Kemper, Jackson, Dd, Lld

Kemper, Jackson, D.D., LL.D.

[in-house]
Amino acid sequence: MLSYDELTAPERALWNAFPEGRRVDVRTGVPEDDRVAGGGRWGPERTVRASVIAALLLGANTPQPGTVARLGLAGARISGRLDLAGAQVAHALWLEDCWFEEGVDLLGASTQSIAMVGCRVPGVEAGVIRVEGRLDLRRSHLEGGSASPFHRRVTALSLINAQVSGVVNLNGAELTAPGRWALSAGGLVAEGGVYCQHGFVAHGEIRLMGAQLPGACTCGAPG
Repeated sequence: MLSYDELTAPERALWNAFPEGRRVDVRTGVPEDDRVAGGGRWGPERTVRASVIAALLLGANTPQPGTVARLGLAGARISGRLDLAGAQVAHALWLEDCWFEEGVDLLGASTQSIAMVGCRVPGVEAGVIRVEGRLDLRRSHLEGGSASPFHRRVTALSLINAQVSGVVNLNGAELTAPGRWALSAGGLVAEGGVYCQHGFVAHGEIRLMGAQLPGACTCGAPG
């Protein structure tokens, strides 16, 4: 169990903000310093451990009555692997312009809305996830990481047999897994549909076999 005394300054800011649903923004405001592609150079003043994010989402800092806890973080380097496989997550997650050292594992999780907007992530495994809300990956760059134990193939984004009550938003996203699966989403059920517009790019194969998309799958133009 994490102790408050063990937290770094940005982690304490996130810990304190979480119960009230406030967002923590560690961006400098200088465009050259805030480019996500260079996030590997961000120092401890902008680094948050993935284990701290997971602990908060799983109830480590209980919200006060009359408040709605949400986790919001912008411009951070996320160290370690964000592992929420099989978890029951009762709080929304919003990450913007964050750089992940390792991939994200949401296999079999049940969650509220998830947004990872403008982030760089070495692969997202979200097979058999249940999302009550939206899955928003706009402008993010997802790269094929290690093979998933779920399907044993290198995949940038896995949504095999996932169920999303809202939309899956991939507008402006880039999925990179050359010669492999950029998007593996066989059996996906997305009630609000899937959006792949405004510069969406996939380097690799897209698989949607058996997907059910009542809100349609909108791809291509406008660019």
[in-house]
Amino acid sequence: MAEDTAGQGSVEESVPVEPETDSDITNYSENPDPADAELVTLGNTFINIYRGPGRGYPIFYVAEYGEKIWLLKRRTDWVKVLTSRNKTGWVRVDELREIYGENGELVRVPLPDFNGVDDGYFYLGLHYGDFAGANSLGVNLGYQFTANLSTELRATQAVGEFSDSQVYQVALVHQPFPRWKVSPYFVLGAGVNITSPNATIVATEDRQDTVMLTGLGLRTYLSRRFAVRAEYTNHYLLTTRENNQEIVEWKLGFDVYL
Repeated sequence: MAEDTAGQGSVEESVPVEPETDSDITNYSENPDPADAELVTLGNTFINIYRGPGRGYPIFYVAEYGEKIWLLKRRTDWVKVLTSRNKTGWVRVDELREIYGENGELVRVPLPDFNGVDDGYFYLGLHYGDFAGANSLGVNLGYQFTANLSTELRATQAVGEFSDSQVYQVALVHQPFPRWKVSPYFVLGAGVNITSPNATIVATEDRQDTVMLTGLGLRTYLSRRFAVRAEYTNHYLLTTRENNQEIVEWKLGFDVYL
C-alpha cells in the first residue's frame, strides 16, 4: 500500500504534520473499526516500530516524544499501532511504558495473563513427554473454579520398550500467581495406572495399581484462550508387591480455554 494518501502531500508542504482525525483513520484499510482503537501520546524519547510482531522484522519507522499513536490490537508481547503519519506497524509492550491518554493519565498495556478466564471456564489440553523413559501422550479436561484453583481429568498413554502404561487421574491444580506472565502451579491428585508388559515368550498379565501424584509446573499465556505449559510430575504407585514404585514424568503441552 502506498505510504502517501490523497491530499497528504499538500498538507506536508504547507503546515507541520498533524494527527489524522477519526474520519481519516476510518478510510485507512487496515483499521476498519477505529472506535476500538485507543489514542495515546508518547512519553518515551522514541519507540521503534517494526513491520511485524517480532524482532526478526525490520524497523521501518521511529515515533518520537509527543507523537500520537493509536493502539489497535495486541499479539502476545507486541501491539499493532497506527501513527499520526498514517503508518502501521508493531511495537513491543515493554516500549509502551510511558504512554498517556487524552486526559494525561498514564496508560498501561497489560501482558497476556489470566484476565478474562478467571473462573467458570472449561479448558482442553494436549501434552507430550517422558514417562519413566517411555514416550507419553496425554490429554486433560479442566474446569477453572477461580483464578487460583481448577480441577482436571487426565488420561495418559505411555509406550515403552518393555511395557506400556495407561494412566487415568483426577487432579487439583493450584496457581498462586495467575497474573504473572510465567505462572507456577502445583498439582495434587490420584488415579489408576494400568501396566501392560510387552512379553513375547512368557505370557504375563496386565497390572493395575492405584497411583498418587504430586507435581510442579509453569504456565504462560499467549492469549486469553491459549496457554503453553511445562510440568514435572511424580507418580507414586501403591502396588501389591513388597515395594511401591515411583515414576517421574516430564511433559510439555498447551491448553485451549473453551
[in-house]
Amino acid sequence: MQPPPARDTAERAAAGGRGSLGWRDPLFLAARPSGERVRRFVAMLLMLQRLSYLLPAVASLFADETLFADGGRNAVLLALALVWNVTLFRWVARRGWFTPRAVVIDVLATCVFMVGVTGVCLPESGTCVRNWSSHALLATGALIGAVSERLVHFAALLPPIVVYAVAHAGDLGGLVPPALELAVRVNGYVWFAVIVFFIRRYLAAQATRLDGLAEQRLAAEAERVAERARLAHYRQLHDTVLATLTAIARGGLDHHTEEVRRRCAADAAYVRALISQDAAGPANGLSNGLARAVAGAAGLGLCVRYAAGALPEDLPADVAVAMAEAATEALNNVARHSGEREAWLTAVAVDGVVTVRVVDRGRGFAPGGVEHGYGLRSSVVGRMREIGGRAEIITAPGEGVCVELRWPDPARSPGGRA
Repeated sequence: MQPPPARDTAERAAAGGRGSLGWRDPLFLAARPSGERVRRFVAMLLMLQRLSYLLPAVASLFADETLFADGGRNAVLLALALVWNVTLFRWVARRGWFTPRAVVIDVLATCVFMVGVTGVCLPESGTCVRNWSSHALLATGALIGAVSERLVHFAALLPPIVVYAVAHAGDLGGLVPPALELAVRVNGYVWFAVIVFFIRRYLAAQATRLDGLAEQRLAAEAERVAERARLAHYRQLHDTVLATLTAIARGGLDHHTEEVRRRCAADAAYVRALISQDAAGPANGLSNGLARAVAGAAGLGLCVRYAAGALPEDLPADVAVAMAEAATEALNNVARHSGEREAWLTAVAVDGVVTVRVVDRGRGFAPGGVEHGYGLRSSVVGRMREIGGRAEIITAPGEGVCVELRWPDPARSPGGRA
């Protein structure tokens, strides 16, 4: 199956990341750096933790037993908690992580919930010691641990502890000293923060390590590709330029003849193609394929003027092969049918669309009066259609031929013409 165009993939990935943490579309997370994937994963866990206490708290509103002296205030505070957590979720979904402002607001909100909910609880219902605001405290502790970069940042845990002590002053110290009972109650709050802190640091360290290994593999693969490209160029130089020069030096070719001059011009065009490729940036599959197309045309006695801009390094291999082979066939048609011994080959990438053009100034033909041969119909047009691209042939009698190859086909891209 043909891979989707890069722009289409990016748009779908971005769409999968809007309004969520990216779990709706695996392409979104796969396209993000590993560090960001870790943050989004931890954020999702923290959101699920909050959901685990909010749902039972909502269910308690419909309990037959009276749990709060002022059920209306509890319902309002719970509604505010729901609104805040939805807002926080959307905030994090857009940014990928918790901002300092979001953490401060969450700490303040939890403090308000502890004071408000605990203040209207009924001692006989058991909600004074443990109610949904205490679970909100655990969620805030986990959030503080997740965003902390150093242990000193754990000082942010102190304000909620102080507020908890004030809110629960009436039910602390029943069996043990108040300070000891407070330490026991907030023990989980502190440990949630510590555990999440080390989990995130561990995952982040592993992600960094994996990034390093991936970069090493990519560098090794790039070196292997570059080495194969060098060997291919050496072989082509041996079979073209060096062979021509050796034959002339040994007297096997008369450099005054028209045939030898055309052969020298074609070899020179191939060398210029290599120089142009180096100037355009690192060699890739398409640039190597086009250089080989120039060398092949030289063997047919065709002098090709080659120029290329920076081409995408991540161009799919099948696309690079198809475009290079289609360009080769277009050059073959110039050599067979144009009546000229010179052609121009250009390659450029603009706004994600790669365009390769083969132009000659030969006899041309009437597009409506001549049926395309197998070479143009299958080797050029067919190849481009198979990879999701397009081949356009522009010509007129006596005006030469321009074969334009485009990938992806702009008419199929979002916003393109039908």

first missionary bishop of the Protestant Episcopal Church in the United States. was born at Pleasant Valle, in Dutchess County, New York, Dec. 24,1789. When about twelve years of age he was sent to the Episcopal Academy at Cheshire, Conn., and remained there two years; after that he was put under the charge of Rev. Dr. Barry, a graduate of Trinity College, Dublin, at that time one of the most distinguished classical teachers in the country; entered Columbia College in 1805, and graduated in 1809. He began the study of theology under the care of bishop Moore and the clergy of Trinity parish, there being no theological seminaries in those days. As soon as he had reached the canonical age of twenty-one years, he was ordained deacon at the hands of bishop White, in St. Peter's Church, Philadelphia, on the second Sunday in Lent, 1811. He was immediately called to the assistantship under bishop White, and held this position till June of 1831, when he accepted the rectorship of St. Paul's Church, Norwalk, Conn. In 1835 he was elected the first missionary bishop of the American Church. His jurisdiction comprised "the North-west." Out of it have been formed the dioceses of Missouri, Indiana, Wisconsin, Minnesota, Iowa, Kansas, and Nebraska. Early in the winter of this year bishop Kemper reached St. Louis,. where he took up his residence until he removed to Wisconsin in 1844. Meanwhile (about 1838) he had been elected to the bishopric of Maryland, but this honor he declined, preferring the more burdensome but not less honorable position of missionary bishop. In 1847, Wisconsin having been organized' into a diocese, the Primary Convention elected bishop Kemper diocesan. This was also declined; but in 1854, being again unanimously elected, he accepted, only upon condition that his acceptance should allow him to remain missionary bishop still. At the General Convention of 1859 he resigned his office as missionary bishop, and from that time until his death, May 24, 1870, his labors were confined to the diocese of Wisconsin. He was active in the establishment of a theological seminary within the bounds of his diocese, and when, in 1843, it was founded at Nashotah, Wisconsin, the bishop took up his residence on a farm adjoining.

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